Here’s what I wrote when handed this exam question: How does ‘sin’ fit into your own theological anthropology? What are some helpful and/or detrimental aspects of how sin is understood within the Christian tradition?
My understanding of sin is strongly linked with my understanding of the doctrine of imago Dei. If each human carries a unique image of God and is called to gift the world from such an identity, then sin is defined as anything that is not living out of that identity. It is working for acceptance and approval and love rather than from a the belief and knowledge that one is accepted and loved. It is the ways in which desires and passions become distorted and misdirected. It is the ways we inhibit others from knowing and living out their own identity and agency.
Sin, then, is highly unique. As feminist theologians such as Saiving Goldstein have pointed out, sin may be pride but can just as easily be the opposite: a lack of organizing center, a dependence on others for one’s own self-definition. What is detrimental in the discussion of sin is blanket statements, as there are very few actions that can be deemed sinful for absolutely everyone. Oftentimes we focus on behaviors when what is really at stake is a question of character, an issue of identity and agency. The focus on behavior is a narrow lens and does not address the complexity of a human life: for just a few examples I’ll point to the debates around homosexuality; masturbation; plastic surgery and viagra; alcohol, tobacco, and marijuana use. I’m not saying these categories are unimportant. They are real areas of concern for many Christians, but they are symptomatic of deeper issues, and when we focus on fixing the symptom we are refusing to handle the complexity of that individual’s identity and the image of God he or she holds.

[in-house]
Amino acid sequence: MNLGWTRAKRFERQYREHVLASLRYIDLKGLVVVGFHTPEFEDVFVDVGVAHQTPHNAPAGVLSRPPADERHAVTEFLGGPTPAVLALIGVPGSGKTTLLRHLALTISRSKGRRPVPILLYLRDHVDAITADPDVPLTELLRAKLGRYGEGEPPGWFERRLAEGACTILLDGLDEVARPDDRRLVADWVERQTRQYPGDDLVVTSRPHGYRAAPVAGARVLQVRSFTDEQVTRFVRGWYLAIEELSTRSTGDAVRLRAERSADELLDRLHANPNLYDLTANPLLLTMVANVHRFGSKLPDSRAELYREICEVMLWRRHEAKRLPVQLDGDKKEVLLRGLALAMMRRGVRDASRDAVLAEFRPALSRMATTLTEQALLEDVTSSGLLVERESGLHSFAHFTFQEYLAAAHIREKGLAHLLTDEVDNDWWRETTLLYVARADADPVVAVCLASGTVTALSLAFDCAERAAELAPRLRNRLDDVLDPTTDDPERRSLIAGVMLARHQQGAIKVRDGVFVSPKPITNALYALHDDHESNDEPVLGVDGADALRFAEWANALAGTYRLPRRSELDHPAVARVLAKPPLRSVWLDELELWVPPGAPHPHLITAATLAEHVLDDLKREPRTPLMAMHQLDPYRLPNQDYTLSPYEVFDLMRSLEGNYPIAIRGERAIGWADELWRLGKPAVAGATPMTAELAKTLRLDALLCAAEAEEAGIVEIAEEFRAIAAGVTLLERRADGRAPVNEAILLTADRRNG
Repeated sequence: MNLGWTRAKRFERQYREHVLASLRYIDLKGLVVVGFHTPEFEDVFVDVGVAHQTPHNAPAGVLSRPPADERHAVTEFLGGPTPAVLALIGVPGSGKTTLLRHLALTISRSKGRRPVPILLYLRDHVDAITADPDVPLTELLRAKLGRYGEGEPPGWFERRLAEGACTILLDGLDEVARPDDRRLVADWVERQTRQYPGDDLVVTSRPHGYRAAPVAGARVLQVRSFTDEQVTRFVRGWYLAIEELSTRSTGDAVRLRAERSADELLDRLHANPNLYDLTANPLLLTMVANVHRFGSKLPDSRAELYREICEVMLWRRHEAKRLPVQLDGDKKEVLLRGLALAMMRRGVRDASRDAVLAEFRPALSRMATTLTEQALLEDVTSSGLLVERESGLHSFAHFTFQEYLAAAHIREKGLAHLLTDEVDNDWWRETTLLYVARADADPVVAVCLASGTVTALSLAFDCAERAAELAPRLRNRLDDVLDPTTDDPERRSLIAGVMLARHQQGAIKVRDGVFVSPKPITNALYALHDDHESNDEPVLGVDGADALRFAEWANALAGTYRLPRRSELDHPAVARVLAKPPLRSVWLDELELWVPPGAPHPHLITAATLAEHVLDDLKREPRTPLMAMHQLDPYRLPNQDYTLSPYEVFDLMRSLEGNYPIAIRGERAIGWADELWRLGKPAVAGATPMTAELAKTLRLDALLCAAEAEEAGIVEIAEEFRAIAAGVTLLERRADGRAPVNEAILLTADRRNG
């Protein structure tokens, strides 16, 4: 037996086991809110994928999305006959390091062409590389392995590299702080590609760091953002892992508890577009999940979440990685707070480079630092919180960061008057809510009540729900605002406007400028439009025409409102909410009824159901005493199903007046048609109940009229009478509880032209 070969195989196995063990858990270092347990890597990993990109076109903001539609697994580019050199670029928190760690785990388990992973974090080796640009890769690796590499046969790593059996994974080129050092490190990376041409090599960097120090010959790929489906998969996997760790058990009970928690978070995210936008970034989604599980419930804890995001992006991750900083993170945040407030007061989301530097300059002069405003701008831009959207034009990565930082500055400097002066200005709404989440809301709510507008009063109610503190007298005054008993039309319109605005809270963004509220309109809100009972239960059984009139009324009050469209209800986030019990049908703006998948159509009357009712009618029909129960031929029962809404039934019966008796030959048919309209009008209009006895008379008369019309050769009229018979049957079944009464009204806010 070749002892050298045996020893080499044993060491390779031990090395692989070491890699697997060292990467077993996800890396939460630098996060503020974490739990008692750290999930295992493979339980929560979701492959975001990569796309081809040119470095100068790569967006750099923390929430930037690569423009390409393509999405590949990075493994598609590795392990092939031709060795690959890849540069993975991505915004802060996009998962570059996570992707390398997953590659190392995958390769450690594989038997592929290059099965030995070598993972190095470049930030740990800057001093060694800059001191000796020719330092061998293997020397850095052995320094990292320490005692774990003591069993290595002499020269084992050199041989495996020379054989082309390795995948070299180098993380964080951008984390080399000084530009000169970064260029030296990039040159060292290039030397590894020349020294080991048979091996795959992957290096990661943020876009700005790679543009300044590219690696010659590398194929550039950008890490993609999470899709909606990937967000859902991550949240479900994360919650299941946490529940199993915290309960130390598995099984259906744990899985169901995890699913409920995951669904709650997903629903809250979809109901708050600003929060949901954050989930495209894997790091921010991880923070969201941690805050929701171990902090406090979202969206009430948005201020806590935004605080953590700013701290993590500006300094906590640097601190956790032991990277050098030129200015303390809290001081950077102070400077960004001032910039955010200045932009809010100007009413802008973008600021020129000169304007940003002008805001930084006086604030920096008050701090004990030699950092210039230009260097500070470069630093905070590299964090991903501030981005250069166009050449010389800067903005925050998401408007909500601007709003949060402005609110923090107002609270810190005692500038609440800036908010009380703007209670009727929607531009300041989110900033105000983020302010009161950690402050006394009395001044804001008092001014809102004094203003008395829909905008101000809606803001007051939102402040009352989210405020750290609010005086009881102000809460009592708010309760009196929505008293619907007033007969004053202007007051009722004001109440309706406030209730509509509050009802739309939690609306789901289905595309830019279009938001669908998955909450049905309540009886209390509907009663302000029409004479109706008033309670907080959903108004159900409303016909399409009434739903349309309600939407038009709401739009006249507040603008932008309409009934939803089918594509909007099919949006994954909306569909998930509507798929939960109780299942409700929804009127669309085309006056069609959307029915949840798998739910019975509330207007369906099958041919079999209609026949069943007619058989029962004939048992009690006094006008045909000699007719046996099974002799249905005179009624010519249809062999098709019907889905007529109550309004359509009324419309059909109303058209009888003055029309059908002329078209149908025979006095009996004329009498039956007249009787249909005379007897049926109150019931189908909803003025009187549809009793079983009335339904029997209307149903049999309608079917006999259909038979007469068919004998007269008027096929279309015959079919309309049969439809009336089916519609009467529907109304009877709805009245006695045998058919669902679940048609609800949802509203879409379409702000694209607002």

Most importantly, as James Alison reminds, sin is “that which can be forgiven.” Indeed, that which already has been forgiven: there is no room for shame nor condemnation in the gospel, and it is here that some understandings of sin have been most detrimental. By attempting to shame others into “repentance” rather than informing others that they are already loved and no longer need to live in sinful ways in order to gain love, the gospel message is not only distorted, it is inverted.